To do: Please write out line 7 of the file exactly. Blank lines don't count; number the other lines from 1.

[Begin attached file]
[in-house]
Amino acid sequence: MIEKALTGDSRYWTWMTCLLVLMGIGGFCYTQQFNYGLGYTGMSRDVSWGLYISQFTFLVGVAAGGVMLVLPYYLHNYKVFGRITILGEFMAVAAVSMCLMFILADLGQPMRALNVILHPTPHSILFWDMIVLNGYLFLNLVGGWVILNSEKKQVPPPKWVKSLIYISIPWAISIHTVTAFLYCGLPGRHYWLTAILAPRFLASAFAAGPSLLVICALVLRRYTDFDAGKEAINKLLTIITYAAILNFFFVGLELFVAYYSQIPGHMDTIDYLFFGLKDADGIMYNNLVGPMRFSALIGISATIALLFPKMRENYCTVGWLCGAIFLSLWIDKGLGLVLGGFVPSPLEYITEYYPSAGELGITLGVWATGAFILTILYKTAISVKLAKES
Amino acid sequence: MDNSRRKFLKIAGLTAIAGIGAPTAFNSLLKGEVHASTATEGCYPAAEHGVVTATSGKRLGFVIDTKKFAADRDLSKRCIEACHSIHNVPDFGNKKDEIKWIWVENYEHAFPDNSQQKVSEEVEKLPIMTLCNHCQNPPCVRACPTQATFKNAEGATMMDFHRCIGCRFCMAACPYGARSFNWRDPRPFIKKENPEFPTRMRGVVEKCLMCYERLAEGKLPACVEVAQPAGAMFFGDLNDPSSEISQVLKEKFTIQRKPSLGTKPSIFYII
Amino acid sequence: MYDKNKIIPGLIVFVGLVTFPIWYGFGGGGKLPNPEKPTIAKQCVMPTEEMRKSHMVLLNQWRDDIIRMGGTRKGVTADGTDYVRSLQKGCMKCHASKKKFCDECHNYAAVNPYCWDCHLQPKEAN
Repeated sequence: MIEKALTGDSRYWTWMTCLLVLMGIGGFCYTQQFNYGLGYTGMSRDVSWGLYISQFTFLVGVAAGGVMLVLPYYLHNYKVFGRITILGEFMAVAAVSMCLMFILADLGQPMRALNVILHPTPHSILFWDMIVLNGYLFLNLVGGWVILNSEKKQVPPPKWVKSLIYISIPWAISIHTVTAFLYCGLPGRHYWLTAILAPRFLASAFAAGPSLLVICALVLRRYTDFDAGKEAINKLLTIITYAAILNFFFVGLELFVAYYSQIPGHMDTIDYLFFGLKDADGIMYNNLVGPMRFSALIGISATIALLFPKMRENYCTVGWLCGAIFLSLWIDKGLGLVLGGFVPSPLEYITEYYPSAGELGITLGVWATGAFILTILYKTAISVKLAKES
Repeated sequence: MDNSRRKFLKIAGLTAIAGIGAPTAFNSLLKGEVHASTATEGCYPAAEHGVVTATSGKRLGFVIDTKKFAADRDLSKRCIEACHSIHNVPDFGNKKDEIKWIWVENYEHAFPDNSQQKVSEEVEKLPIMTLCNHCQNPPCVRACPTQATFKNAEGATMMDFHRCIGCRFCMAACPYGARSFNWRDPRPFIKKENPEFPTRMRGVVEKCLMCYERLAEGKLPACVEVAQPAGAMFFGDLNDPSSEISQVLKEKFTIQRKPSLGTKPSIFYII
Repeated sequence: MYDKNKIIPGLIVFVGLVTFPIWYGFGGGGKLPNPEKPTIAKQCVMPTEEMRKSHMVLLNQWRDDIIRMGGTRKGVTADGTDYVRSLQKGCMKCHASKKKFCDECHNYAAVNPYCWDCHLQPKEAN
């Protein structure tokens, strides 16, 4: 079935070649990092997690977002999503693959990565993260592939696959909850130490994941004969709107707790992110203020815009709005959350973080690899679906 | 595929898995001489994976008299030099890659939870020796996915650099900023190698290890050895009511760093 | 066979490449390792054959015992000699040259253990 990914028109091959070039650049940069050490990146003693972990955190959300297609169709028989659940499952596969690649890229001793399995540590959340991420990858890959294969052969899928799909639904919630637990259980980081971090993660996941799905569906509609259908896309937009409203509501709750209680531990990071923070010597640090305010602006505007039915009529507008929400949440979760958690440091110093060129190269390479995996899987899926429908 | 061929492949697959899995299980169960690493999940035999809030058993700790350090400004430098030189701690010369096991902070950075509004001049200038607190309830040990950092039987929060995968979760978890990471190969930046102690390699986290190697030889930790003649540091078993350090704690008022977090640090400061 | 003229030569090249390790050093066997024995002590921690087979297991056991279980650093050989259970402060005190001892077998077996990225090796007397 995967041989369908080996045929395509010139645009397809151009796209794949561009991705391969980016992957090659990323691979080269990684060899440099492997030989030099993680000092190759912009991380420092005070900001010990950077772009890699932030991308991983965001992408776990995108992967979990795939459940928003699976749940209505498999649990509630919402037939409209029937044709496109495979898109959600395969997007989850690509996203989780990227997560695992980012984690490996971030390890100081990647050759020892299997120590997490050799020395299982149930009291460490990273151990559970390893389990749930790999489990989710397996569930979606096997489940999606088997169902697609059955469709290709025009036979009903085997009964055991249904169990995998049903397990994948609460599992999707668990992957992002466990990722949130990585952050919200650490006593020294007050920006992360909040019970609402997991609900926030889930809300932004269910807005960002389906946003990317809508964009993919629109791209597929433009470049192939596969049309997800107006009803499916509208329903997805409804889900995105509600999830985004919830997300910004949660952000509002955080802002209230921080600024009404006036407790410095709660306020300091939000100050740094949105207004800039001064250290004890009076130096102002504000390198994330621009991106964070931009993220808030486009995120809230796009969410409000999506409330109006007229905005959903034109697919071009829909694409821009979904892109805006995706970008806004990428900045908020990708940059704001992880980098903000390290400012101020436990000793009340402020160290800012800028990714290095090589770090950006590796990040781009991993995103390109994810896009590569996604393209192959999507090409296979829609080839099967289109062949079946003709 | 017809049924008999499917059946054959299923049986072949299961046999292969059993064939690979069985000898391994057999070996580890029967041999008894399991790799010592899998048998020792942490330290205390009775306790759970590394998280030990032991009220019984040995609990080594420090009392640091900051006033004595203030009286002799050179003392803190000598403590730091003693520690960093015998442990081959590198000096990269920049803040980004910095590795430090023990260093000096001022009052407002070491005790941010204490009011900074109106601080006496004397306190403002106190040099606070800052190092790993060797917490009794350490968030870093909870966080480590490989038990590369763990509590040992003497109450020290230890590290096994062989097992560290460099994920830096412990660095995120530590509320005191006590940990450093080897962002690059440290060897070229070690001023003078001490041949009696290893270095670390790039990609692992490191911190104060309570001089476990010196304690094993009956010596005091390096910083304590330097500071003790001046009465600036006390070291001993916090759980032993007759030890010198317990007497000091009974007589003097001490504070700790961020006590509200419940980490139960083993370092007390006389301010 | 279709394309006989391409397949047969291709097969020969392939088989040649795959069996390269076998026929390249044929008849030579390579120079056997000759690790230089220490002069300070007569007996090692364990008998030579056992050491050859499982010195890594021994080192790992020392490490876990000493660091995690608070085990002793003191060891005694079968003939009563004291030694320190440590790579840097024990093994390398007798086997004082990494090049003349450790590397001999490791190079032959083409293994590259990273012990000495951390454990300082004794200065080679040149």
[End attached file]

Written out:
Repeated sequence: MYDKNKIIPGLIVFVGLVTFPIWYGFGGGGKLPNPEKPTIAKQCVMPTEEMRKSHMVLLNQWRDDIIRMGGTRKGVTADGTDYVRSLQKGCMKCHASKKKFCDECHNYAAVNPYCWDCHLQPKEAN